Regional Gardening Reports :: National Gardening Association

Pacific Northwest

January, 2008
Regional Report


Grow the Best Strawberries
Grow the Best Strawberries, by Louise Riotte (Storey Publishing, 1999; $3.95), provides all the information you'll need to grow the greatest strawberry patch you can imagine. Topics include soil preparation, insect control, planting tips, thinning, irrigation, fertilizing, and harvesting. The author has even included some yummy strawberry recipes!

Favorite or New Plant

Winter Camellia
There's really no contest ... my favorite landscape plant this time of year is definitely Camellia sasanqua. Blooms of deep to bright pink against dark, glossy green foliage from mid-December through February make this a standout in my garden.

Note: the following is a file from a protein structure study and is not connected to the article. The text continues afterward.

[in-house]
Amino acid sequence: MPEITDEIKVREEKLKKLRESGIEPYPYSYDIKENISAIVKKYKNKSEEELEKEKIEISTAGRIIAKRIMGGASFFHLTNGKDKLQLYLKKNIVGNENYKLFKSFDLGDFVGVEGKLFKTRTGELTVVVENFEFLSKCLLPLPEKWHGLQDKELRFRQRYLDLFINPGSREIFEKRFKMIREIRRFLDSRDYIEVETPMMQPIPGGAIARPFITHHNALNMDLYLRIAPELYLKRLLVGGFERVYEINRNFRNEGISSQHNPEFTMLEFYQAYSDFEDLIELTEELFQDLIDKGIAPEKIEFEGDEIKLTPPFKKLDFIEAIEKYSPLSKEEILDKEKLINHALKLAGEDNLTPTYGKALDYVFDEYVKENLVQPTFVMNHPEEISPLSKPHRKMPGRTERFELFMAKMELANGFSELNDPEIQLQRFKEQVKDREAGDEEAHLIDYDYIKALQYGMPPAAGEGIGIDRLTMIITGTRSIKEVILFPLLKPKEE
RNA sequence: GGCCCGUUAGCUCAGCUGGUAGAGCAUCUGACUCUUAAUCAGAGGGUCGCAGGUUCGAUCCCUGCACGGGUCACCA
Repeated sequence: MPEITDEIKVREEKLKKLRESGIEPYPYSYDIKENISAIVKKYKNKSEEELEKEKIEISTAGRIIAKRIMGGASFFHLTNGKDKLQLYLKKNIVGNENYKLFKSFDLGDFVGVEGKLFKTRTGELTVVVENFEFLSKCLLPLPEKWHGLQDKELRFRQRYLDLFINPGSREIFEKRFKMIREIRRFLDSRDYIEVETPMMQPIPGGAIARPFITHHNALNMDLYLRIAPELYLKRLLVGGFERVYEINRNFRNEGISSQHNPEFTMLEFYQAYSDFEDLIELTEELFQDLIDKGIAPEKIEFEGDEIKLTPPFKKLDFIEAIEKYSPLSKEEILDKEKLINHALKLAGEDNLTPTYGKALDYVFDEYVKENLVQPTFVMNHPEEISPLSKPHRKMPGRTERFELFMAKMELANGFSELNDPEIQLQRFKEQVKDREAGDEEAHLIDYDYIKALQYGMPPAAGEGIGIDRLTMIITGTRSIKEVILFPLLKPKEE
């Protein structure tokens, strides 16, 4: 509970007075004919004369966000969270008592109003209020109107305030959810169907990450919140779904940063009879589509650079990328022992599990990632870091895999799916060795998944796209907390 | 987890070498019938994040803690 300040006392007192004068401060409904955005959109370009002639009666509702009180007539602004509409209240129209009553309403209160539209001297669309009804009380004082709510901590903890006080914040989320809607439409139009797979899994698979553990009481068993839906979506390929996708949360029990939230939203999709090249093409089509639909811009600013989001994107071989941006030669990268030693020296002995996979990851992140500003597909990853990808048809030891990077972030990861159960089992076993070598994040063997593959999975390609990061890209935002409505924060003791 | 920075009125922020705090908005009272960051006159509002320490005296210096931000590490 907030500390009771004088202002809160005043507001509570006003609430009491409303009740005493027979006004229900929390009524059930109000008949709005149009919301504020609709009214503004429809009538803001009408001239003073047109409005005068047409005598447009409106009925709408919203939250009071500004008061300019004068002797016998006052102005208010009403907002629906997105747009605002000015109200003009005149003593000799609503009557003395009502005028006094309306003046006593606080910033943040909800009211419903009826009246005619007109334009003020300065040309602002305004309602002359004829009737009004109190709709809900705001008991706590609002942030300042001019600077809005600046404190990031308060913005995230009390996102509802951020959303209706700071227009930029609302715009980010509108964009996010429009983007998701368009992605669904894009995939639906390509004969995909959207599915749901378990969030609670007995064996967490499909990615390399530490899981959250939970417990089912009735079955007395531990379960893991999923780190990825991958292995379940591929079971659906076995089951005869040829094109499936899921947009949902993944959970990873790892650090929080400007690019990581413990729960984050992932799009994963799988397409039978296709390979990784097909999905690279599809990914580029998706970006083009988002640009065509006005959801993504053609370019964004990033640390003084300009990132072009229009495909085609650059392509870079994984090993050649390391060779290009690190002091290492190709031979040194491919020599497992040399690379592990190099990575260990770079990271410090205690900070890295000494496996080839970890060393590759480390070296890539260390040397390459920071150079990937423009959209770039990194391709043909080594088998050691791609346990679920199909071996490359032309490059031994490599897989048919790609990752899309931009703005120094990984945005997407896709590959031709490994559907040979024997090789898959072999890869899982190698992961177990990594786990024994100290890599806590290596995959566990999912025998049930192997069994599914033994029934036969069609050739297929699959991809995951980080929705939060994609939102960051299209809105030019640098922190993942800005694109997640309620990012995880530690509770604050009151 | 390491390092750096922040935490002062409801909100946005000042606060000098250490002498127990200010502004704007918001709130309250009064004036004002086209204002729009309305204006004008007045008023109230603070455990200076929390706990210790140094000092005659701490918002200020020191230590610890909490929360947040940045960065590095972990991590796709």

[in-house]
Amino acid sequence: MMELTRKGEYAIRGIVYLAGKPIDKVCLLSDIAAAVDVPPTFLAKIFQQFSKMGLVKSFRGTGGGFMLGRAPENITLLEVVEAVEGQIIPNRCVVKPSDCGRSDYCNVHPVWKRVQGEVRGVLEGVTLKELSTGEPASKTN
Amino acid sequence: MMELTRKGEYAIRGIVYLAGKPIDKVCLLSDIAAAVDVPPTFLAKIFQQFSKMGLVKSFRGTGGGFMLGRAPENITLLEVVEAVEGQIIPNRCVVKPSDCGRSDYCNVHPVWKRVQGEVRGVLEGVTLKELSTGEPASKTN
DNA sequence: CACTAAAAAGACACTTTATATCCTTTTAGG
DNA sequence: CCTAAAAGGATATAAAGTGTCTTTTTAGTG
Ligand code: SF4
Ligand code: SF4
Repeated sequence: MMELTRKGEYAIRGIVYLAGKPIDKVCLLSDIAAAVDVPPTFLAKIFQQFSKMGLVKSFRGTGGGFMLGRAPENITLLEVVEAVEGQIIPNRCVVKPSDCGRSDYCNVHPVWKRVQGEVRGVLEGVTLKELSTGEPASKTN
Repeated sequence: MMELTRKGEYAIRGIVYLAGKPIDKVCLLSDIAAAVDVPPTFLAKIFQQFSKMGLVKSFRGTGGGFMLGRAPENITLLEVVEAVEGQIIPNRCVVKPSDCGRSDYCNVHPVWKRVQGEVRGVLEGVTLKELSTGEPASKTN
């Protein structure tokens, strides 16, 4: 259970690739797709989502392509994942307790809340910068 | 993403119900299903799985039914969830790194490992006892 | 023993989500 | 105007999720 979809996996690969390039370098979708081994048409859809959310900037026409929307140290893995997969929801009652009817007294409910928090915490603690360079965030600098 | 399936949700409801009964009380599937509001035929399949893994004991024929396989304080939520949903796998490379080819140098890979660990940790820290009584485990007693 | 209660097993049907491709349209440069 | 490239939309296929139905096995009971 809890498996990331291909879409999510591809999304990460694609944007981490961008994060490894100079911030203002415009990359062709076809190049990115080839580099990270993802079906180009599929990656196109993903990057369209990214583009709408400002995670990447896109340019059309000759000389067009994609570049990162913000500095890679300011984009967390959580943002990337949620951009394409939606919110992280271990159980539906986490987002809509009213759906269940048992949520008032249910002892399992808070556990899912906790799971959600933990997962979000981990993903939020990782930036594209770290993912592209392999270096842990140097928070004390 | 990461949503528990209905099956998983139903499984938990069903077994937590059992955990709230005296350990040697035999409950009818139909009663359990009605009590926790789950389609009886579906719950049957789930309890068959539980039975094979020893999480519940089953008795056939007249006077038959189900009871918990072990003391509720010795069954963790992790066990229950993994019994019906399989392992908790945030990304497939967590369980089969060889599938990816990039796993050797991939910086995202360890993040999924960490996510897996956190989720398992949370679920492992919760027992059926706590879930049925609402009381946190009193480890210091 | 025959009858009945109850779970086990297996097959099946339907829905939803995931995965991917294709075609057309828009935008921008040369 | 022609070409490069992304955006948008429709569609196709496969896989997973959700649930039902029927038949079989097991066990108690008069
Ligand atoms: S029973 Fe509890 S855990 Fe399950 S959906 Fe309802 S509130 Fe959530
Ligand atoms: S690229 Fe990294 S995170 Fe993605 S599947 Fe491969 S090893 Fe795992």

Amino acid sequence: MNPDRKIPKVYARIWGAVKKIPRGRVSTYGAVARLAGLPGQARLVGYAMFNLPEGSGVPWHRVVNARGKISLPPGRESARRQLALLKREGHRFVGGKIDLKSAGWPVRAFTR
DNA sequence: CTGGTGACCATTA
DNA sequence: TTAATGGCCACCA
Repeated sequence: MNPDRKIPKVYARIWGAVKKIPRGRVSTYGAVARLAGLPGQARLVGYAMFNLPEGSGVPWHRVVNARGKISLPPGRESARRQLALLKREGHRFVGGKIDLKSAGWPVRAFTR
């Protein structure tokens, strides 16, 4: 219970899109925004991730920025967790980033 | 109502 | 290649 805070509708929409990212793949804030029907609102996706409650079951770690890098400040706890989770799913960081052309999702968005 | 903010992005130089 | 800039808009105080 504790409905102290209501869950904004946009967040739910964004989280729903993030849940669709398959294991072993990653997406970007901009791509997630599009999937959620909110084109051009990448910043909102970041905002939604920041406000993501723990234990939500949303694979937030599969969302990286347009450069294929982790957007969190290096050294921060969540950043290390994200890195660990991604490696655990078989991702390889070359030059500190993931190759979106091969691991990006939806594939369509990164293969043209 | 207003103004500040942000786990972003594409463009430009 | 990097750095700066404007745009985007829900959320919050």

Camellias originate from subtropical regions in China and Japan and are easily cultivated in open ground or in pots. They love warm, wet summers and moderately cold, dry winters. Cultural requirements for camellias are similar to those for rhododendrons, azaleas, and hollies. They like acidic, well-draining soil, some afternoon sunshine, and a light application of fertilizer in early spring. Occasional pruning will keep the shrubs in shape. Camellia cultivars usually set five to seven flower buds on each terminal shoot. Disbudding (removing all except one or two buds) will help the remaining buds develop into larger, longer-lasting blooms.


Today's site banner is by sunnyvalley and is called "Iris Eternal Bliss"